Richmond – Set Up For A Fall?

Over the years, I’ve written a lot about Richmond Raceway, my home track and the place where I saw my first automobile race 60 years ago next April. The place means a lot to me.

When the track celebrated its 75th anniversary last year (the first race on the predecessor dirt track having been run in 1946), I noted the other anniversaries that could be noted; here are just a few:

1948 – First NASCAR race

1953 – First Grand National/Cup race

1968 – First race on pavement

1988 – First race on the ¾-mile track

2006 – 100th GN/Cup race

The paved half-mile Richmond track, which hosted 40 GN/Cup races.

For the record, by my counting-on-my-fingers computations, there have now been nearly 130 GN/Cup events at what was once the Atlantic Rural Exposition Fairgrounds track and – several names later – is known as Richmond Raceway.

It pains me to say that we may be about to mark another anniversary. I hope it doesn’t happen, but I fear that after this year, we may be saying:

2022 – Last season for two Cup events per year

Sad but true, we could be about to end a streak of 64 straight seasons of two races per year at Richmond, on the fairgrounds half-mile dirt track (1959-68), the half-mile paved track (’68-88), and three-quarter-mile paved track (’88-2022).

(BIG Clarification: Only one race was run in 2020, but that was due to COVID-19, when State of Virginia restrictions made it impossible to run the spring race.)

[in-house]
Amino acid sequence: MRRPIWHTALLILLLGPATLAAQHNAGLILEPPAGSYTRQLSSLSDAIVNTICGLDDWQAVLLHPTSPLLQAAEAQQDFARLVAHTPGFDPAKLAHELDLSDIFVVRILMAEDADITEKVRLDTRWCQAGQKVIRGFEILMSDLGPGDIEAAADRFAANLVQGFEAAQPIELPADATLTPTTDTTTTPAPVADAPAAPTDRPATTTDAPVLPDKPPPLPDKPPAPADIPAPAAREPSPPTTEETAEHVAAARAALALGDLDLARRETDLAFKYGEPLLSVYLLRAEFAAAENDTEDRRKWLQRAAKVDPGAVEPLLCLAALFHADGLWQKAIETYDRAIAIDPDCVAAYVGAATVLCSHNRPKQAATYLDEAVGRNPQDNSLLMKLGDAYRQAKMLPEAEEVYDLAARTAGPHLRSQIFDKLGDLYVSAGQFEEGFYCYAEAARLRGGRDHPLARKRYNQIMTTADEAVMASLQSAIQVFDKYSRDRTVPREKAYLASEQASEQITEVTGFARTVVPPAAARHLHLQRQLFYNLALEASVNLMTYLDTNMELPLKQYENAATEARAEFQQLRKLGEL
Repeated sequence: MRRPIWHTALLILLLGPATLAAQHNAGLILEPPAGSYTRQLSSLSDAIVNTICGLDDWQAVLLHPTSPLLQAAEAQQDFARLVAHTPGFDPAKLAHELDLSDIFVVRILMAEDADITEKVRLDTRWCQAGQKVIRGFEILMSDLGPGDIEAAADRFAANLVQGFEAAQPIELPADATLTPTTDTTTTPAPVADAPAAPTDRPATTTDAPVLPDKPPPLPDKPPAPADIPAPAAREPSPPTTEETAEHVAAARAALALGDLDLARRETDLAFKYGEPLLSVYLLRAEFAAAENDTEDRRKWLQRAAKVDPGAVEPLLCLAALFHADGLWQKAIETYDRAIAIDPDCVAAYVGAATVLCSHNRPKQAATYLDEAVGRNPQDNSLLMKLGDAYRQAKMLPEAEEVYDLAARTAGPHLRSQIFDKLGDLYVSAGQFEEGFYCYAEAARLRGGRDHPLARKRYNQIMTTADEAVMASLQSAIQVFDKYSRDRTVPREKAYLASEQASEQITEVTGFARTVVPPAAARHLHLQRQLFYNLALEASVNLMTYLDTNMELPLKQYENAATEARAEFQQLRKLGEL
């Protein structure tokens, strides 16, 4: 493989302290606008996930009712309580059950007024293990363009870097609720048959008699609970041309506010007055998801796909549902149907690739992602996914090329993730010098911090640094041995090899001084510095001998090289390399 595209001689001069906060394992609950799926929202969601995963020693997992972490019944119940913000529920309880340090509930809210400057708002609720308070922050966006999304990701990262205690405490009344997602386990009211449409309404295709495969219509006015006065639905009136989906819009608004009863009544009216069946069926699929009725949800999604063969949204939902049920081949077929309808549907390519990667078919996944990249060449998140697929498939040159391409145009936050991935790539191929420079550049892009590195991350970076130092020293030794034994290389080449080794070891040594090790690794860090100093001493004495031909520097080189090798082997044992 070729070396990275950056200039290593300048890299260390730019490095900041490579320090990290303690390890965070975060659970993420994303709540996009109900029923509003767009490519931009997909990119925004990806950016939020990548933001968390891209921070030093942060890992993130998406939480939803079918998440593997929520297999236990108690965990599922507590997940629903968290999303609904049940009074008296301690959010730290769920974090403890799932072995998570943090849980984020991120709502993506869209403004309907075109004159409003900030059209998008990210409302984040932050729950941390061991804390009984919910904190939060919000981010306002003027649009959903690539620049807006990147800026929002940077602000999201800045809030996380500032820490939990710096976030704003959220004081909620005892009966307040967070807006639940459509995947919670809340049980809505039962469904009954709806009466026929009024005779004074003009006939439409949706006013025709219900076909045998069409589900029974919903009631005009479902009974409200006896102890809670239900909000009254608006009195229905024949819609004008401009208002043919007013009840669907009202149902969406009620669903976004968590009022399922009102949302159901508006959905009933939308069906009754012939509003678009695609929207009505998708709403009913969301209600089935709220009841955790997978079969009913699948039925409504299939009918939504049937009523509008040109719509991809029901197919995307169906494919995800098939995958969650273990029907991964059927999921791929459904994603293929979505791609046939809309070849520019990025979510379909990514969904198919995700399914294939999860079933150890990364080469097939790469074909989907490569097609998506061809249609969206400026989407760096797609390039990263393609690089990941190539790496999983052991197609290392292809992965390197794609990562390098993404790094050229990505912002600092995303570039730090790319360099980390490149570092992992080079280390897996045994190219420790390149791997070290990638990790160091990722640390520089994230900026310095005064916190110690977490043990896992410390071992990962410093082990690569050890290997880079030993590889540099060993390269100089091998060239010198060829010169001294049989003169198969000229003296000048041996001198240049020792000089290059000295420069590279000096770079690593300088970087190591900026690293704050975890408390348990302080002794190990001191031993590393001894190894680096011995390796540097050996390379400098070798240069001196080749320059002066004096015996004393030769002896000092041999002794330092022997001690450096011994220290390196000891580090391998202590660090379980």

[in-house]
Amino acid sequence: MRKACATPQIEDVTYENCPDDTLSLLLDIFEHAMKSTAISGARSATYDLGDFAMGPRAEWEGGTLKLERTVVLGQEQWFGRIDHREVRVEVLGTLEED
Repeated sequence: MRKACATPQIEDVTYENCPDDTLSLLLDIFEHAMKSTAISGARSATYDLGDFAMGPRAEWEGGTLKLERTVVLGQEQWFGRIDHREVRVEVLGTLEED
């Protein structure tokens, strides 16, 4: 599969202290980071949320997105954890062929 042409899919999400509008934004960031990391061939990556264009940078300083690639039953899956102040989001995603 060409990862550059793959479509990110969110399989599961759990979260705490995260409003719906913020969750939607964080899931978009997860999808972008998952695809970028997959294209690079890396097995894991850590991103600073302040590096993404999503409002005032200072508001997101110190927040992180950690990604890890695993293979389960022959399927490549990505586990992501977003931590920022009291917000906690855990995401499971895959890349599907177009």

Paul Sawyer (left) during Richmond Raceway’s construction in 1988.

(Other Clarifications and Semi-Useless Information: Single races were run in 1953 and ’55-58 at the fairgrounds. Also, Southside Speedway in Richmond ran a total of four GN races in the period 1961-63. Both tracks ran events for the old Convertible or Short Track Divisions, which used similar if not identical cars – except for absent roofs with the former class.)

This isn’t Chicken Little screaming “The sky is falling.” Look at the schedule.

Except for those tracks that lost a race date, nobody got crapped on in the 2022 schedule shuffle as badly as Richmond, and there’s no way to interpret that as anything other than a move toward pulling a race date from the track.

Richmond’s spring race, scheduled for this weekend, has its earliest date since 1997, hardly a sign NASCAR wants the race to succeed. Current forecasts are for the late-afternoon-starting event to possibly end after the temperatures have dipped into the 40s.

In the bad old days, Bill France regularly assigned Richmond dates in late February – sometimes the weekend after Daytona – but former owner Paul Sawyer’s success helped earn a move into May, which lasted 13 years, after which the last weekend in April was the norm. Then the date began to creep earlier. This year’s it’s April 3.

That’s bad, but not so bad as the fall date, which was the weekend after Labor Day for more than 50 years, before some minor tinkering to give the “last race before the playoffs” date to somebody else. Still, the race was in September, a good time for racing in Richmond.